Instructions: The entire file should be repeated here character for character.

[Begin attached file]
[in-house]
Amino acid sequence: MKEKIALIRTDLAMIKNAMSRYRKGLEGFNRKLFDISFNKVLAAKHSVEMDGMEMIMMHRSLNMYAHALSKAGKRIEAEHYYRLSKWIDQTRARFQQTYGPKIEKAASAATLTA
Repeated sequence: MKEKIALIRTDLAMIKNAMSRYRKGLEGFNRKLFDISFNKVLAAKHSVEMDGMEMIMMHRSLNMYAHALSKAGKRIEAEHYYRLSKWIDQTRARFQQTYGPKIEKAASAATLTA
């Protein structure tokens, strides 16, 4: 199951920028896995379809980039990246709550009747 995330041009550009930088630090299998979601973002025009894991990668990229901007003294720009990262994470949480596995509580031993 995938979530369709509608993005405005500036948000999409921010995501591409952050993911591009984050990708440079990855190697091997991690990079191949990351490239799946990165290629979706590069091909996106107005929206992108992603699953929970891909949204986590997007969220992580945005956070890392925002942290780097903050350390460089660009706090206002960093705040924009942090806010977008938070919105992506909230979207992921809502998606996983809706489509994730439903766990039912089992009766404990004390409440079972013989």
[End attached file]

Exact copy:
[in-house]
Amino acid sequence: MKEKIALIRTDLAMIKNAMSRYRKGLEGFNRKLFDISFNKVLAAKHSVEMDGMEMIMMHRSLNMYAHALSKAGKRIEAEHYYRLSKWIDQTRARFQQTYGPKIEKAASAATLTA
Repeated sequence: MKEKIALIRTDLAMIKNAMSRYRKGLEGFNRKLFDISFNKVLAAKHSVEMDGMEMIMMHRSLNMYAHALSKAGKRIEAEHYYRLSKWIDQTRARFQQTYGPKIEKAASAATLTA
């Protein structure tokens, strides 16, 4: 199951920028896995379809980039990246709550009747 995330041009550009930088630090299998979601973002025009894991990668990229901007003294720009990262994470949480596995509580031993 995938979530369709509608993005405005500036948000999409921010995501591409952050993911591009984050990708440079990855190697091997991690990079191949990351490239799946990165290629979706590069091909996106107005929206992108992603699953929970891909949204986590997007969220992580945005956070890392925002942290780097903050350390460089660009706090206002960093705040924009942090806010977008938070919105992506909230979207992921809502998606996983809706489509994730439903766990039912089992009766404990004390409440079972013989």